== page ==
Information Age: Bringing Space Down to Earth

Information Age

Bringing Space Down to Earth

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Information Age

It’s estimated that video streaming accounts for nearly half the world’s internet bandwidth use. People in emerging economies may spend up to 10% of their disposable income securing connectivity — and the need is growing. As more and more countries get connected, the demand for bandwidth grows. That demand is met, in large part, by the commercial communications satellite industry.

While knowledge and information have always played a major role in economic growth and development, in the current data-driven world, consumers demand ever-increasing access to information. Satellite technology advances have brought continued innovations in real-time data to people anywhere at any time. Whereas wireline and wireless lack the ability to leap across continents and oceans, communication satellites often link some of the world’s most remote locations. Similar to the telegraph, telephone and radio before them, communication satellites have transformed humankind’s ability to share information around the globe. At the forefront of the space-based telecommunications revolution is Lockheed Martin’s A2100 satellite platform.

A2100 Bus Evolution
Developed: 1992 - 1994
First Launch: 1996
A2100 AX
Developed: 1994-2000
First Launch: 1997
A2100 AX - Land Mobile
Developed: 1995 - 1997
First Launch: 2000
A2100 AX - High Power
Developed 1996 - 2003


Throughout its history, Lockheed Martin has designed, built and delivered commercial geostationary communications satellites to operators around the globe. The A2100 foundation began with Satcom-1. Launched in 1975, Satcom-1 was the first commercial satellite flown by Lockheed Martin and allowed for groundbreaking transmission of early cable television innovators. In the early 1990s, Lockheed Martin redesigned its commercial spacecraft platform. The result was the A2100, which featured simplified design and increased on-orbit reliability. In 1996, Lockheed Martin flew the first A2100, launched as GE-1.

The satellite has surpassed its 15-year design life by three years to date and is one of 42 commercial communications satellites built in the A2100 series. Since the launch of A2100, the market for new satellites is strong and traditional satellite operators, such as Lockheed Martin, are eager to develop satellites with new capabilities to remain competitive amongst the growing opposition. As the commercial satellite industry is being encouraged to innovate, Lockheed Martin responded with a comprehensive refresh of its A2100 platform — the industry’s most versatile communications satellite.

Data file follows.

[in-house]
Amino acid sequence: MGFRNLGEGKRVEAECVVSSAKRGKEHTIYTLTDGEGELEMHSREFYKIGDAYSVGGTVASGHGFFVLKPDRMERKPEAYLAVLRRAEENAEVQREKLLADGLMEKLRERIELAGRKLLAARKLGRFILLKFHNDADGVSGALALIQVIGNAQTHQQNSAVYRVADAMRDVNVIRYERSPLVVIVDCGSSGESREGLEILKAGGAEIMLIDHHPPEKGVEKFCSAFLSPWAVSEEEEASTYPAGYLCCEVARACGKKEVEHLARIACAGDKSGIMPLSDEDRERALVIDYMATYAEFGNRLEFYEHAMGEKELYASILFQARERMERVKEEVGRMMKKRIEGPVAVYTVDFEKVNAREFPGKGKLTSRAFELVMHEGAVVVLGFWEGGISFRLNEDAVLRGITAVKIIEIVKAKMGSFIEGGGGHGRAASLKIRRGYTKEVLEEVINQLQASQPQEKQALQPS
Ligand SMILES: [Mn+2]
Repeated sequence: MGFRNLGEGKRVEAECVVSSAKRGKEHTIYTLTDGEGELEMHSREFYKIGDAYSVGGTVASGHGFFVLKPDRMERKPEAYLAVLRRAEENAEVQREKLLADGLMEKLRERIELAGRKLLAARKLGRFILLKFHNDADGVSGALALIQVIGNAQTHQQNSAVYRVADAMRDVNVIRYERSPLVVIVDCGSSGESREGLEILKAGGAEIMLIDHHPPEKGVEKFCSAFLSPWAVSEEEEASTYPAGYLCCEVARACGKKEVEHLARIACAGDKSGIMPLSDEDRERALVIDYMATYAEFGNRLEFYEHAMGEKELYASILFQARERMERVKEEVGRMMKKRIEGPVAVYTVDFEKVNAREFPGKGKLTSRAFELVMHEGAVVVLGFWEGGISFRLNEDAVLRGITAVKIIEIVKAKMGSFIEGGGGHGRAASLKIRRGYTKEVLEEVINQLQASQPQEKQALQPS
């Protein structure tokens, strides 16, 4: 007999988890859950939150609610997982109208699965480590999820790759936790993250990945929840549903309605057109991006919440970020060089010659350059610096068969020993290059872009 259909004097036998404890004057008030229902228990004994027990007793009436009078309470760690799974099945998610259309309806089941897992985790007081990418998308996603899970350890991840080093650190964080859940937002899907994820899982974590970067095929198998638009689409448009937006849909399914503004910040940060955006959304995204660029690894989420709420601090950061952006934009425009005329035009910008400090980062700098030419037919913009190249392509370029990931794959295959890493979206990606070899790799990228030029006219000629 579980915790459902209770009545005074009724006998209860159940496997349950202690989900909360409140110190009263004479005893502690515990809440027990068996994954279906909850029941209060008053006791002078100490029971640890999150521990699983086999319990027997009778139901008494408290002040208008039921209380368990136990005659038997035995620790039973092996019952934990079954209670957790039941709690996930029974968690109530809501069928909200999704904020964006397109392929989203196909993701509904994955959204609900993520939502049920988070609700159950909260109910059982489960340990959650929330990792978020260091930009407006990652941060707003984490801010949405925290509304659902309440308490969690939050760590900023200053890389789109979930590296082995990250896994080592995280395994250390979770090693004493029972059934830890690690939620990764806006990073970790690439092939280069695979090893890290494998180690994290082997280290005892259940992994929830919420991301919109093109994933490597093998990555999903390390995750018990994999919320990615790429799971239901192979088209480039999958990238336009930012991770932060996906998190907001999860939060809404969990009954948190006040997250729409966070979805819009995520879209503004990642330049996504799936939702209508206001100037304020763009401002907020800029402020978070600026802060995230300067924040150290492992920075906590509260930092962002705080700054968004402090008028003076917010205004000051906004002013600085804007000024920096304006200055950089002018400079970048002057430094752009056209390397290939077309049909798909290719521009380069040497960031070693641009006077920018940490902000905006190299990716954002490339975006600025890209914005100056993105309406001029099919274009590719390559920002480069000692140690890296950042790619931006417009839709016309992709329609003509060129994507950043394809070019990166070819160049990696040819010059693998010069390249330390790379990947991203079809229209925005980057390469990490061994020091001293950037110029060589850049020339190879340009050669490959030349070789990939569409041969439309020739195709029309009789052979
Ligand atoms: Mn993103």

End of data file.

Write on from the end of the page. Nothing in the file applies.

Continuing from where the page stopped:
Dual Launch

A major step toward modernizing the A2100 satellite platform was rethinking the launch configuration. In a market increasingly driven by reduced costs, the company introduced a dual launch method that reduces launch cost and affords both satellites equal real estate in the fairing.

Moving beyond the conventional dual launch architecture, Lockheed Martin designed a side-by-side adapter structure. This updated design allows for dual launch without the penalties associated with stacking two satellites. This structural improvement optimizes the mass of the spacecraft to reduce overall launch mass which will allow operators to save on launch costs. Further, launching two satellites at once is an immediate costs savings and allows added flexibility by offering two — or a single — operator different missions aboard the same launch.

Flexible Solar Array

An enabler of Lockheed Martin’s innovative side-by-side dual launch configuration is the aerospace company’s use of the proven multi-mission flexible solar array. The scalable, flexible design delivers higher payload power and meets customers’ growing weight-savings interests. A salient benefit of the flexible solar array is allowing the side-by-side spacecraft to accommodate nadir-panel mounted equipment and side-mounted large-aperture antennas. The company is already flying 18 flexible wings that are aboard the International Space Station and the MilStar constellation.



The A2100 benefits from Lockheed Martin’s “digital tapestry,” a virtual production process that encompasses all stages of design and manufacture and speeds and streamlines design, production, final assembly and test.

3D printing technology is revolutionizing manufacturing floors, as it reduces hardware development costs and production cycle times. Lockheed Martin has used 3D-printed parts to test form, fit and function prior to moving forward into full-scale A2100 production. The company is also using 3D printed parts for flight hardware, including the antenna backing structure, which supports the satellite reflector.

An important factor for Lockheed Martin’s 3D printing platform is identifying ways to save money and time through additive manufacturing technologies incorporated into the A2100. Currently, 3D printing offers two major advantages: weight and schedule reduction. A satellite’s mass reduction translates into reduced launch costs for customers — or increased payload capability.

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